What does it take to get your research published in a major radiology journal? David A. Bluemke, MD, PhD, editor-in-chief of RSNA's Radiology journal, shared some advice with attendees Wednesday, Nov. 28, at RSNA 2018 in Chicago. He said it's important to write a great abstract and follow a few other critical steps when constructing your manuscript.
Of the 3,000 original research submissions received every year, the Radiology editorial board accepts less than 10 percent, which Bluemke explained is due to the journal’s high commitment to quality and the mission of the journal.
“We [at Radiology] want to publish cutting edge, impactful imaging research articles in radiology and medical imaging to improve human health,” Bluemke said.
The first step, Bluemke said, is to pick an interesting and hopefully original topic. He emphasized that this is the “single most important factor” when you want to have a manuscript published. To pick a good topic, he recommended conducting extensive literature research to determine whether the topic has already been covered. He advised to not pick a topic that has been featured in ten or more publications.
Next, with just a 250-word limit, Bleumke said it is important to write a really good abstract and an effective title.
“I’d say that a poor abstract is the single most common mistake in most of our (rejected) manuscripts”, Bleumke said.
Another common error made is that abstract conclusions frequently do not follow or match the results or purpose of the study. Before writing the manuscript, he advised consulting the following guidelines:
- STARD – Standards for Reporting Diagnostic Accuracy (diagnostic performance)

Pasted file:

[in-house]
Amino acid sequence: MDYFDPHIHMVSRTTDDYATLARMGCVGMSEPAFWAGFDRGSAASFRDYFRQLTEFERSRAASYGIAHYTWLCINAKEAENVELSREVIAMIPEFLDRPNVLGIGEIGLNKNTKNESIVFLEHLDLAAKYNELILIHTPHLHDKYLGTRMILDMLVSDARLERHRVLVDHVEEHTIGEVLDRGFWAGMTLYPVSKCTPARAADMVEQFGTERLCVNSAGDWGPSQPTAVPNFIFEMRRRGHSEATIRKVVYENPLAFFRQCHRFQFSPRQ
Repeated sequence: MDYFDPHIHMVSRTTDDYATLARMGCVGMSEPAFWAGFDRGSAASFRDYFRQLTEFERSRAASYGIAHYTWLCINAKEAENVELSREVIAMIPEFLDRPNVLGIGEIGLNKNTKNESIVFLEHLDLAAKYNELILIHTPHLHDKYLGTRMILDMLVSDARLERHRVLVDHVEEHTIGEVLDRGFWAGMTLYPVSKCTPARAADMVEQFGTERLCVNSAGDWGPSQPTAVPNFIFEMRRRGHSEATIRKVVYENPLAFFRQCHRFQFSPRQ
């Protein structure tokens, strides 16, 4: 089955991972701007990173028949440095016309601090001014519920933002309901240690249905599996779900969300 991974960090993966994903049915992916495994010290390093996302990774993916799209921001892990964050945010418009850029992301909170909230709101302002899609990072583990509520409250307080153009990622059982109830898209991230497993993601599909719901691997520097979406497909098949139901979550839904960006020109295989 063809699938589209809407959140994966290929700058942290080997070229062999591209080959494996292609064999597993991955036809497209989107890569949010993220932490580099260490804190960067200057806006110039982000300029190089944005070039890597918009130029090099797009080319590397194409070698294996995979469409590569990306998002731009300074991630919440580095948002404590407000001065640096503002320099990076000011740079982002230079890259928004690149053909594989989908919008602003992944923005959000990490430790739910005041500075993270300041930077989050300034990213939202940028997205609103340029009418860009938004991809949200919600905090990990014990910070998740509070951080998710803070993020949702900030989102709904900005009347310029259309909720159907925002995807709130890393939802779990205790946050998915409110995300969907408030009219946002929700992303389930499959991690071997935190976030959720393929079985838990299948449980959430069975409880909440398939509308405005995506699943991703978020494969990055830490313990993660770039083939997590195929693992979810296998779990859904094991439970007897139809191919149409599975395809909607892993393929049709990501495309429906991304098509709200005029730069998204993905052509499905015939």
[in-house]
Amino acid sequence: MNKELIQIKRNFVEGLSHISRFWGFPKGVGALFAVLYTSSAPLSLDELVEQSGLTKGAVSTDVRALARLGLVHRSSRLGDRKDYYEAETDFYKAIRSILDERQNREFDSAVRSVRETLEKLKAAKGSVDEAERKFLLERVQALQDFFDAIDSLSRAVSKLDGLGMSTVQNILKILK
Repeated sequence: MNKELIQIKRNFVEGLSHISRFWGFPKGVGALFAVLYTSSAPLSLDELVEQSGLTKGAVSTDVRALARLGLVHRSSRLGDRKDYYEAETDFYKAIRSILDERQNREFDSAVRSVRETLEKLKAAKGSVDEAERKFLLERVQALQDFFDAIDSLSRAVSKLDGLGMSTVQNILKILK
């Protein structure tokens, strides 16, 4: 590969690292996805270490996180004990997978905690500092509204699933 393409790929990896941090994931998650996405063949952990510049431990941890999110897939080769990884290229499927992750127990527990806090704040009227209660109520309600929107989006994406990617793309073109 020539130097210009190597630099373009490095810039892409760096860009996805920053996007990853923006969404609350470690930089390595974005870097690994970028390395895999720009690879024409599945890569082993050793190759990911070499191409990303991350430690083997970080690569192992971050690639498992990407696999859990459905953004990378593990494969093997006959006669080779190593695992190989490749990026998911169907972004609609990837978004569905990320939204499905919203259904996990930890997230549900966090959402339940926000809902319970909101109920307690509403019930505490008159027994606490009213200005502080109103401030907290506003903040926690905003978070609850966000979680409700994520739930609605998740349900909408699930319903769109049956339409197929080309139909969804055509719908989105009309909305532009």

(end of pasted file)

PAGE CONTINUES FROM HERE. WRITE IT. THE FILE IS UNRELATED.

- CONSORT – Consolidated Standards of Reporting Trials (randomized control trials)
- PRISMA – Preferred Reporting Items for Systematic Reviews and Meta-Analysis
- STROBE – Strengthening the reporting of observational studies in epidemiology (cohort, case-control and cross-sectional studies)
Additionally, titles should be written in a way that is easy to understand. The manuscript is more likely to be considered for review if the title lists the modality used, the disease and organ system studied and the problem being evaluated.
Another step is to take advantage of colleagues other than co-authors and ask them to read the manuscript before submission. Bluemke stressed that having another set of eyes is a valuable, objective resource.
“You have amazing people in your departments. They'll look at your material and help you refine it and determine if there's a good message,” he said.
Finally, researchers must follow set instructions on how to submit a manuscript, because submission instructions are important to the journal's identity. Images are critical, tables should be self-explanatory and using too much hype should be avoided except when truly appropriate.